Graft-versus-host disease (GVHD) after allogeneic transplantation results from alloreactivity between donor and recipient cells. However, the pathophysiology of GVHD relates not only to genetic disparity between donor and recipient but also to triggers such as cytokines produced in response to conditioning regimens and bacterial lipopolysaccharide (LPS), which activate host antigen-presenting cells.1  Transfer of LPS into the circulation is considered a crucial component in the initiation of GVHD, and studies in murine models have shown that administration of an LPS antagonist significantly reduces cytokine secretion and GVHD severity.2 

Many transplant units routinely use gut decontamination regimens to reduce the risk of GVHD, and some studies confirm that antimicrobial chemotherapy targeted to intestinal anaerobic bacteria in marrow transplant recipients can significantly reduce the severity of acute GVHD.3  As recent evidence suggests that therapy with probiotic bacteria such as lactobacilli may be effective in inflammatory bowel disease, an alternate approach would be to modify the intestinal microflora using probiotic organisms. In this issue of Blood, Gerbitz and colleagues (page 4365) test the hypothesis that modifying the enteric flora by using a probiotic microorganism will ameliorate GVHD. In a murine haploidentical transplant model characterized by damage to bowel mucosa, high serum LPS levels, and release of proinflammatory cytokines, they show that outcome is improved and GVHD reduced in mice fed lactobacillus compared with mice receiving ciprofloxacin or controls. This reduction in GVHD was associated with a reduced early mortality and a lower concentration of translocated organisms into mesenteric lymph nodes, although there was no change in LPS levels. Histology studies showed reduced inflammation, suggesting that an intact intestinal barrier contributed to lower bacterial penetration.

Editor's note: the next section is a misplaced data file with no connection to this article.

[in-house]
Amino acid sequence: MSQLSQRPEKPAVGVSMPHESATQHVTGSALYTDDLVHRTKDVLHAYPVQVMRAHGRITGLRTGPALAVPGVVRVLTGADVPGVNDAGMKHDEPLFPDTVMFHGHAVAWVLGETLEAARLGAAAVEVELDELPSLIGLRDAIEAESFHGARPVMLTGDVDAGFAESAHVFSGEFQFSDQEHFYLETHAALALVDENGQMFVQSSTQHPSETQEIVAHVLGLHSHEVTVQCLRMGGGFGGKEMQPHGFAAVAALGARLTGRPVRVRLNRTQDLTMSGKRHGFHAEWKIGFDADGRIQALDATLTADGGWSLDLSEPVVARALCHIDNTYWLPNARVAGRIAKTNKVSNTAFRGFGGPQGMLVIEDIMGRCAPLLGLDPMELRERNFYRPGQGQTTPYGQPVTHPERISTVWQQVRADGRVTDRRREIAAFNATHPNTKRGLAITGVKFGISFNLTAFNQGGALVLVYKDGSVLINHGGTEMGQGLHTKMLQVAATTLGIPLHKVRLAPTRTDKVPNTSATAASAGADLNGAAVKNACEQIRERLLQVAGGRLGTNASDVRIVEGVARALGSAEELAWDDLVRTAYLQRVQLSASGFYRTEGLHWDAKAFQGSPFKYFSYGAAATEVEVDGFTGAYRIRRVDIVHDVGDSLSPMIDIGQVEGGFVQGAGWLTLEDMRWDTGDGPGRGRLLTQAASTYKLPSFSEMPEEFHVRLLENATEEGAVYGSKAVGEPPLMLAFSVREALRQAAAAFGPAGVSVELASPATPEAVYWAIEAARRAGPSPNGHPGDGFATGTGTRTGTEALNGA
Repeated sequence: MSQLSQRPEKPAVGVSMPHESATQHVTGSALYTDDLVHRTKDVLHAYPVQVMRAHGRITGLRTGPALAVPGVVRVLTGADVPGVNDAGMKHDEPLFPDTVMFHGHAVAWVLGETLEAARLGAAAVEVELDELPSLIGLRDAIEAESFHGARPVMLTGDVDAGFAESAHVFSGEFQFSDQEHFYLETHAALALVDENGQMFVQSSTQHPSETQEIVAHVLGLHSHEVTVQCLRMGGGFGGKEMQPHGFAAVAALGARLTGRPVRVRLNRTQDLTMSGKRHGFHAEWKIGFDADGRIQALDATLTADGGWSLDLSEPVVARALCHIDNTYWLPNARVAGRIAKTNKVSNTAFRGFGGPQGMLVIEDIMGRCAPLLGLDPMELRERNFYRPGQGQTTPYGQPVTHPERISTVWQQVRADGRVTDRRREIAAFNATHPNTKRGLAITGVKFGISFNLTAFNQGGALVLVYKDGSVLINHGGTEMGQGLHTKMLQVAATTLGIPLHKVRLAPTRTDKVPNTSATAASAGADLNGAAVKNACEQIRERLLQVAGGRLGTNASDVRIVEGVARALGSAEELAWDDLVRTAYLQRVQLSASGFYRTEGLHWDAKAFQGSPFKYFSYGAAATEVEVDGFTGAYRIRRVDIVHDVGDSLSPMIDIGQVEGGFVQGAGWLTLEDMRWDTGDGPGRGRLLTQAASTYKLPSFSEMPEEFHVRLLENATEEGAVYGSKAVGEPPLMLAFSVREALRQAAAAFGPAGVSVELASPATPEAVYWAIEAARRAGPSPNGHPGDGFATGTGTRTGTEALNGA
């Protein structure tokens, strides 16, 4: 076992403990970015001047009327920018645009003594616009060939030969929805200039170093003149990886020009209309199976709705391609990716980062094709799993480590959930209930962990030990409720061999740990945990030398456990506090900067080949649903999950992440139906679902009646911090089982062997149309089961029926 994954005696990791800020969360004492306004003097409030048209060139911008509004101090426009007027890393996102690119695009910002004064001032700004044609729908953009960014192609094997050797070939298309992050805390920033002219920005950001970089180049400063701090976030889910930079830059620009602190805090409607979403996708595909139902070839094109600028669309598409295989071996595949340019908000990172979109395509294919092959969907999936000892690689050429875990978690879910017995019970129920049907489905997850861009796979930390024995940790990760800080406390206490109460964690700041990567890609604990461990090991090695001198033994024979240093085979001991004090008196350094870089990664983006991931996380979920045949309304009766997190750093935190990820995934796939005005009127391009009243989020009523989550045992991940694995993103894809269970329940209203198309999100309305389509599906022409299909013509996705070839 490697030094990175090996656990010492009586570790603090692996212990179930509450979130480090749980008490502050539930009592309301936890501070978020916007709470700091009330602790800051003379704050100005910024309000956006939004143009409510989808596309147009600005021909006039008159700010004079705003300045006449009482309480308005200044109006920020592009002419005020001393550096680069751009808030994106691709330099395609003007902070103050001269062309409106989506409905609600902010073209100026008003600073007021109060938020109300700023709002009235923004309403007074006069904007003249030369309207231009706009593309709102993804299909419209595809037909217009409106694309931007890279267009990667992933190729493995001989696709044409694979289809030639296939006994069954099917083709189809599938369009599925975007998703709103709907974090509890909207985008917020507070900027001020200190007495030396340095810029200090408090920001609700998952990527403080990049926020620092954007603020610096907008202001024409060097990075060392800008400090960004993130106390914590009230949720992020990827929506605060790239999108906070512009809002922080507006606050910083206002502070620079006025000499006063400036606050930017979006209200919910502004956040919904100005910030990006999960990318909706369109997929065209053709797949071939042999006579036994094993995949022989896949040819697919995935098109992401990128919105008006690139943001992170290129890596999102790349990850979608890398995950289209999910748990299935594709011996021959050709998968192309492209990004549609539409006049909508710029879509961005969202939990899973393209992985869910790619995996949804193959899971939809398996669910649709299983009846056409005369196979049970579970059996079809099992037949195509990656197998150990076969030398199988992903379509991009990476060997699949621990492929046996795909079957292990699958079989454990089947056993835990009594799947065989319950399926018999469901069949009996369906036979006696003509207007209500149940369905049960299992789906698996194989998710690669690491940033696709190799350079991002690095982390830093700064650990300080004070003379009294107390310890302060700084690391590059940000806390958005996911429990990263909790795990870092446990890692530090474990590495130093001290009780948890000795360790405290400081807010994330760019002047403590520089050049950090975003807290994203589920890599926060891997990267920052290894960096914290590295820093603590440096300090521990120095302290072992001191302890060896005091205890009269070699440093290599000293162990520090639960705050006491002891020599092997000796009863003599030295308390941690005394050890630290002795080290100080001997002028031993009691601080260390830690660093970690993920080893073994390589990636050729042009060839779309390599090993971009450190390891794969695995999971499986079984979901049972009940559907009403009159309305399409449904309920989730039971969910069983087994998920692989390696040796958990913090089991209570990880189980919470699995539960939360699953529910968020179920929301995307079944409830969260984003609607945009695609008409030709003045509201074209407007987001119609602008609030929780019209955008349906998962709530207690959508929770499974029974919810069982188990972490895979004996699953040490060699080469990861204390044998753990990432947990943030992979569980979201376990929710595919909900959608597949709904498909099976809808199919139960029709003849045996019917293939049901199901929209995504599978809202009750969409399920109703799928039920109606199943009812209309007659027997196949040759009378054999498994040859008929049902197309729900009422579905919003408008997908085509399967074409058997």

While these results are preliminary and require confirmation and extension in other preclinical models, they provide justification for the further evaluation of probiotics to reduce GVHD after transplantation. The possibility of using yogurt rather than antibiotics would likely be more attractive for many patients.

Ferrara JL, Cooke KR, Teshima T. The pathophysiology of acute graft-versus-host disease.
Int J Hematol
Cooke KR, Gerbitz A, Crawford JM, et al. LPS antagonism reduces graft-versus-host disease and preserves graft-versus-leukemia activity after experimental bone marrow transplantation.
J Clin Invest
Beelen DW, Elmaagacli A, Muller KD, Hirche H, Schaefer UW. Influence of intestinal bacterial decontamination using metronidazole and ciprofloxacin or ciprofloxacin alone on the development of acute graft-versus-host disease after marrow transplantation in patients with hematologic malignancies: final results and long-term follow-up of an open-label prospective randomized trial.
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